• 70 Metascore
    • 50 John DeFore
    Kids with healthy attention spans may warm to its (literally) colorful characters and outside-the-frame action, but most will find it as lifeless as their parents do.
    • 70 Metascore
    • 40 John DeFore
    While a composited scene, in which has-been Lenny lectures his younger self about work ethic and wisdom, has an undeniable poignancy, actual tragedy remains far beyond the film's grasp -- as does any illumination beyond the unsurprising suggestion that Cooke just didn't want success as much as peers like LeBron James.
    • 70 Metascore
    • 70 John DeFore
    What starts out as a familiar kind of portrait...eventually grows a layer or two more complex.
    • 70 Metascore
    • 70 John DeFore
    If Berardini isn't very generous to the company's execs, shortchanging what is likely a genuine belief that they're doing good while making a ton of money, he does spend time with officers who, for a time, embraced the Taser eagerly.
    • 69 Metascore
    • 80 John DeFore
    This picture satisfies fully on entertainment terms without cheapening its real-world concerns.
    • 69 Metascore
    • 70 John DeFore
    More lightweight than its ample talk of weighty subjects suggests, the film is nevertheless enjoyable.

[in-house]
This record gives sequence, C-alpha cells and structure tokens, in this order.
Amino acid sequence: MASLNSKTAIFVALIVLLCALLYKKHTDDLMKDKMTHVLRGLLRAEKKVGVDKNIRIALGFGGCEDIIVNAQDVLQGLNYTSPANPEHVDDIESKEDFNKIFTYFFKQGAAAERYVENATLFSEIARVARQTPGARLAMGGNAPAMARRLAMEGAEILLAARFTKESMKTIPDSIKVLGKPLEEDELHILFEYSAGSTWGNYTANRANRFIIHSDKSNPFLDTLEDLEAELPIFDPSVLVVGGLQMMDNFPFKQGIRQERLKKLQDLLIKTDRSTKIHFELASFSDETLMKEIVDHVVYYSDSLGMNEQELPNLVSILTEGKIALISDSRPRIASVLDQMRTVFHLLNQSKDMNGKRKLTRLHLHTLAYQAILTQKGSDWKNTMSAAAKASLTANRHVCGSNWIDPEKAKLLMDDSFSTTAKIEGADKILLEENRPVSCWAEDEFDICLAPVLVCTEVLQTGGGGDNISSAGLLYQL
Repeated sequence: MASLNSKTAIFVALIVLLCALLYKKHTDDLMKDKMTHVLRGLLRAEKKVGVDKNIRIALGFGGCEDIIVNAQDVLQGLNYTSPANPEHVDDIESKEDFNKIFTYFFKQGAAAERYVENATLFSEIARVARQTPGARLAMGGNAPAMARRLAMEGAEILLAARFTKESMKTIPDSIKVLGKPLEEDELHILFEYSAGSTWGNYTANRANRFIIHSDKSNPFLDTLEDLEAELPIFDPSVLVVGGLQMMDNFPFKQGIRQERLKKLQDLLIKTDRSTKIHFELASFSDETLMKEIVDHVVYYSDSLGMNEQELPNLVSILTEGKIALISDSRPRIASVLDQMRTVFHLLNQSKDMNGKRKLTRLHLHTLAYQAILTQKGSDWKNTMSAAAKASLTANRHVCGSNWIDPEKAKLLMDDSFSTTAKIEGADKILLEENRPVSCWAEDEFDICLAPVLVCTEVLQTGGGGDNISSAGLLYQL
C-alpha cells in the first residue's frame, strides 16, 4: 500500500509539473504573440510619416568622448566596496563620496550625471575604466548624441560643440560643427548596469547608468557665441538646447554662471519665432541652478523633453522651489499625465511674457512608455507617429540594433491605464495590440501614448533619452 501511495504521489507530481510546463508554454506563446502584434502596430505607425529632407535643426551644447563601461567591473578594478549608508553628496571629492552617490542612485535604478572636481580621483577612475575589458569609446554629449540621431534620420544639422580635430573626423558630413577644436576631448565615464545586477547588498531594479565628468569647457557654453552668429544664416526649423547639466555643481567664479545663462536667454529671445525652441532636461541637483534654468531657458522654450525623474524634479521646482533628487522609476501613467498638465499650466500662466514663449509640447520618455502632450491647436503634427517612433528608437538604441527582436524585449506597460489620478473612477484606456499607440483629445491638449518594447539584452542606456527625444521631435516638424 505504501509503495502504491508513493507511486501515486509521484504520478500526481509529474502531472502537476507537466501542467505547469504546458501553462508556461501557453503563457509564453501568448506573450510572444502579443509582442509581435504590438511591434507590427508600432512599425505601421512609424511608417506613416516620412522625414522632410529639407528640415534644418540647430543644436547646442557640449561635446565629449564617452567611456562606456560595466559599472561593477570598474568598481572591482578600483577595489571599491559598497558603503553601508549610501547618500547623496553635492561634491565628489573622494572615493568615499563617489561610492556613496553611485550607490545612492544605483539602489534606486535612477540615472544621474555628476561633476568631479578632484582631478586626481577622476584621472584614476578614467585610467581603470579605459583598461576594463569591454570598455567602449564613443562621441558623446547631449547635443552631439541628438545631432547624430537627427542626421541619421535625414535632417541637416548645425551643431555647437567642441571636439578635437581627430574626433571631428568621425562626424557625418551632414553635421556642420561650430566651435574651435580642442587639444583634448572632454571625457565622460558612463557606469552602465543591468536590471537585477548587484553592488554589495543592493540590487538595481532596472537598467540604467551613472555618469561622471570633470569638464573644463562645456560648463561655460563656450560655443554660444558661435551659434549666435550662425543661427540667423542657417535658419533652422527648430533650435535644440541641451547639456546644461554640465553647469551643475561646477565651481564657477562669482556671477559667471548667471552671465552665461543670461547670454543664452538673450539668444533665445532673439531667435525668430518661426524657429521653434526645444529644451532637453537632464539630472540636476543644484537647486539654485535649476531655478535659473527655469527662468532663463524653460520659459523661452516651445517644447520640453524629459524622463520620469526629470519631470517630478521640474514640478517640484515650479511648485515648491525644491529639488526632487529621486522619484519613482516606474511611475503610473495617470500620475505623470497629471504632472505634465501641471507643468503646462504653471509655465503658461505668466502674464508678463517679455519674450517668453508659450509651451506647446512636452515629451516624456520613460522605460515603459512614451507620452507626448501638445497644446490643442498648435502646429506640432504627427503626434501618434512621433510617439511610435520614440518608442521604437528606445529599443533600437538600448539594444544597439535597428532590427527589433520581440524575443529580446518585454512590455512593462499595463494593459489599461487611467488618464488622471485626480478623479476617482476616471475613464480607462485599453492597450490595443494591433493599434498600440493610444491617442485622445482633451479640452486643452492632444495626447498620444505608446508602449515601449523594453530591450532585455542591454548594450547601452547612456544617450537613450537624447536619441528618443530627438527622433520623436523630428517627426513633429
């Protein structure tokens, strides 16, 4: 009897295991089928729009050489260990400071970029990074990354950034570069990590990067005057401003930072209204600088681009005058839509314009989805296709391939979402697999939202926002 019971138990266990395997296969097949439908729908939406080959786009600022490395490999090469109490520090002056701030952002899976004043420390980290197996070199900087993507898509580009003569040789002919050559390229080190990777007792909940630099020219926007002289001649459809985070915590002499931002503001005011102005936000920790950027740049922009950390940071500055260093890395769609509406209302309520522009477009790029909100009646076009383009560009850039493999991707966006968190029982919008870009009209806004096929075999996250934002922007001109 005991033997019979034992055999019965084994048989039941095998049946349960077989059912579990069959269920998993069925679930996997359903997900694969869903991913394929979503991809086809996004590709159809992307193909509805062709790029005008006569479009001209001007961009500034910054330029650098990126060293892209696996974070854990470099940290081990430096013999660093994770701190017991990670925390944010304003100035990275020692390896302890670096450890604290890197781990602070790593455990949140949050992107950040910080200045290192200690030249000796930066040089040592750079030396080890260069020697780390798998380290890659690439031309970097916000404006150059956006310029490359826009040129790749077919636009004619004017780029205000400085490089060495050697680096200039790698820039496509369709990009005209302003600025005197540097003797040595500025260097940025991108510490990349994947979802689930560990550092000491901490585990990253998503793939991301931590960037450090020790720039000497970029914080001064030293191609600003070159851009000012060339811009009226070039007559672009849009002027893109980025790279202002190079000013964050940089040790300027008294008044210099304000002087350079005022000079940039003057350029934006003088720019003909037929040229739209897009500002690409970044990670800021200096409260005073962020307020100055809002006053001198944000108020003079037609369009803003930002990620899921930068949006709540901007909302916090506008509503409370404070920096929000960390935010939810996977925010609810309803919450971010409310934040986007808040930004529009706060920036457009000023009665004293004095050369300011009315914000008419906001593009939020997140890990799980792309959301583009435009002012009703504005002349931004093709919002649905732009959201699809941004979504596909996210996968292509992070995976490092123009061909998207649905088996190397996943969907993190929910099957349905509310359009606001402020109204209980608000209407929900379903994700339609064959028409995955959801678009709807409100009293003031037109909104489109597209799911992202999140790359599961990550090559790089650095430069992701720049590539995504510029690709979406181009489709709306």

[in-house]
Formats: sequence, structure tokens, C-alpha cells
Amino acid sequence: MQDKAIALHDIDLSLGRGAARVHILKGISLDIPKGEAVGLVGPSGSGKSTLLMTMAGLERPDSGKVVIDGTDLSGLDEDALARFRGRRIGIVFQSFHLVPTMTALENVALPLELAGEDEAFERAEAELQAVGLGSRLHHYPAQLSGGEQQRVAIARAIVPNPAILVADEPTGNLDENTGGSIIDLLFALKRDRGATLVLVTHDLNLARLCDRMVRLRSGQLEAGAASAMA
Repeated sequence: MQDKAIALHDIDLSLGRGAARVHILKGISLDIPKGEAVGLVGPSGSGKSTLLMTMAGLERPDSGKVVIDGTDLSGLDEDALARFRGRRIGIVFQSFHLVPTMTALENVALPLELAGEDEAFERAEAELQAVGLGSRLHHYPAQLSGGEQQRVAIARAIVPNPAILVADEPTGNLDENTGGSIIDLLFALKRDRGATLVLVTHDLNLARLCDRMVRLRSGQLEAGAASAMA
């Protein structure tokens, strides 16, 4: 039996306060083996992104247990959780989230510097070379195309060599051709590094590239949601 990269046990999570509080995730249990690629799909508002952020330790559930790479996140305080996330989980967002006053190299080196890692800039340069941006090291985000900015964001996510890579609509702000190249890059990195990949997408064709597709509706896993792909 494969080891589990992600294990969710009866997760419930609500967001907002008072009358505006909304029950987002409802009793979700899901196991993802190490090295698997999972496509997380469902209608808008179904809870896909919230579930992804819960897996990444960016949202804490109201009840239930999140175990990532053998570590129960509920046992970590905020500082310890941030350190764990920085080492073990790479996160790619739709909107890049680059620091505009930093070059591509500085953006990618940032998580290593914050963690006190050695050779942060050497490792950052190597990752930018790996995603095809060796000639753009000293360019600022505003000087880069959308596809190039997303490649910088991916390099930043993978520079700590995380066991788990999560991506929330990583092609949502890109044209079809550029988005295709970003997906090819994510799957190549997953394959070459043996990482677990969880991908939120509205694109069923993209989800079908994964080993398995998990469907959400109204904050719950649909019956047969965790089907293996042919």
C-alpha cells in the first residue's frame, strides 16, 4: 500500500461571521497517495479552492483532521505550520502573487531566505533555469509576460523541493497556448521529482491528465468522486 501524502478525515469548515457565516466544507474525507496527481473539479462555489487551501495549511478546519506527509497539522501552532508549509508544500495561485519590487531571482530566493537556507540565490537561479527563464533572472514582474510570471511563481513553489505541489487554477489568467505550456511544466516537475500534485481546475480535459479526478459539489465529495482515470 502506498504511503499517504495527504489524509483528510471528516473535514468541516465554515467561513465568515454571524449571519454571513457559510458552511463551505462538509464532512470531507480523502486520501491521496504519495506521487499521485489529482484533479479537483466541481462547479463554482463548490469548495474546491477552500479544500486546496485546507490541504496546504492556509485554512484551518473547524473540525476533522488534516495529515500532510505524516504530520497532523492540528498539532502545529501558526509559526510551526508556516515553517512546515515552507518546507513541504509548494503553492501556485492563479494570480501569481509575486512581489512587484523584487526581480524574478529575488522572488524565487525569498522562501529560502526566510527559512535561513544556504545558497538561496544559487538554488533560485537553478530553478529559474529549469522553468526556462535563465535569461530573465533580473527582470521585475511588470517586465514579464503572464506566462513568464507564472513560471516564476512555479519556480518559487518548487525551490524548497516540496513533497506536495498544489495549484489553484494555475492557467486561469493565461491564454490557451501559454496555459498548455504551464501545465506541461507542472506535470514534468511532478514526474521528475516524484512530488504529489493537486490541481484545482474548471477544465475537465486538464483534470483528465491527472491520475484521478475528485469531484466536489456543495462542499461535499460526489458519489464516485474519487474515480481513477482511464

• 69 Metascore
    • 70 John DeFore
    What begins as a friendly trip grows increasingly tense as the men visit sites of mass murder.
    • 69 Metascore
    • 60 John DeFore
    The movie doesn't really focus on many individuals long enough to make them compelling screen characters.
    • 69 Metascore
    • 80 John DeFore
    Carbone's script doesn't tell a story so much as watch the fluctuations in emotional energy here, quietly observing activities both directly and indirectly related to the loss. As a director he's patient but never sluggish, taking time to appreciate the still landscapes his characters move through.
    • 69 Metascore
    • 60 John DeFore
    Though the film addresses some questions that remain a sticking point in helping abused women, it sheds little new light on them for viewers who've spent any time thinking about this upsettingly widespread phenomenon.
    • 69 Metascore
    • 70 John DeFore
    Comic subplots are less zany than flatly hopeless, occasionally acting as deflating metaphors for army life.
    • 69 Metascore
    • 80 John DeFore
    Funny, dark, and riding a very fine line in its depiction of mental illness, it may be the best thing we could hope would emerge from the side of Wiig that gave us Gilly.
    • 69 Metascore
    • 70 John DeFore
    The city isn't the star of the film, nor is Lehane's excellent dialogue, and neither is Roskam, here making a sure-footed jump to America after his Belgian debut Bullhead. The picture belongs to Tom Hardy, whose astonishingly sensitive performance even the great James Gandolfini steps gently around.
    • 69 Metascore
    • 70 John DeFore
    Both actors stay sharp through some pretty degrading moments, and if Palmer and screenwriter Tess Morris are bent on serious button-pushing in the closing scenes, at least they garnish it with playfulness and wit.
    • 68 Metascore
    • 70 John DeFore
    In a brisk hour and a half Vreeland gives a good sense of her impact, while telling stories of so many love affairs and ego clashes Art Addict never feels a bit like a history lesson.